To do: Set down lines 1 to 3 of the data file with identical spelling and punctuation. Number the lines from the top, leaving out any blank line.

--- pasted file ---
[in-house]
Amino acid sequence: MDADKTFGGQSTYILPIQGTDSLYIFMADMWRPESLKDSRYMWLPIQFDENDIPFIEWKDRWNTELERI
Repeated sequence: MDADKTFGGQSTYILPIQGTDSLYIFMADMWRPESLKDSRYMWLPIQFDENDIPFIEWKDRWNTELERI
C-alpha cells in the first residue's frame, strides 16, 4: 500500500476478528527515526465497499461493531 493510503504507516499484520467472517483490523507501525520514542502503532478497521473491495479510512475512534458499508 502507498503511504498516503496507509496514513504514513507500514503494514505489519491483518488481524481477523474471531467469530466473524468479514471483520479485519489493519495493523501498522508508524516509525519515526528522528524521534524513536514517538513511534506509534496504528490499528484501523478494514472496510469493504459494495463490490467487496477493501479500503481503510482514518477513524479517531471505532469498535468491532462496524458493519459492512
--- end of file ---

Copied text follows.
[in-house]
Amino acid sequence: MDADKTFGGQSTYILPIQGTDSLYIFMADMWRPESLKDSRYMWLPIQFDENDIPFIEWKDRWNTELERI
Repeated sequence: MDADKTFGGQSTYILPIQGTDSLYIFMADMWRPESLKDSRYMWLPIQFDENDIPFIEWKDRWNTELERI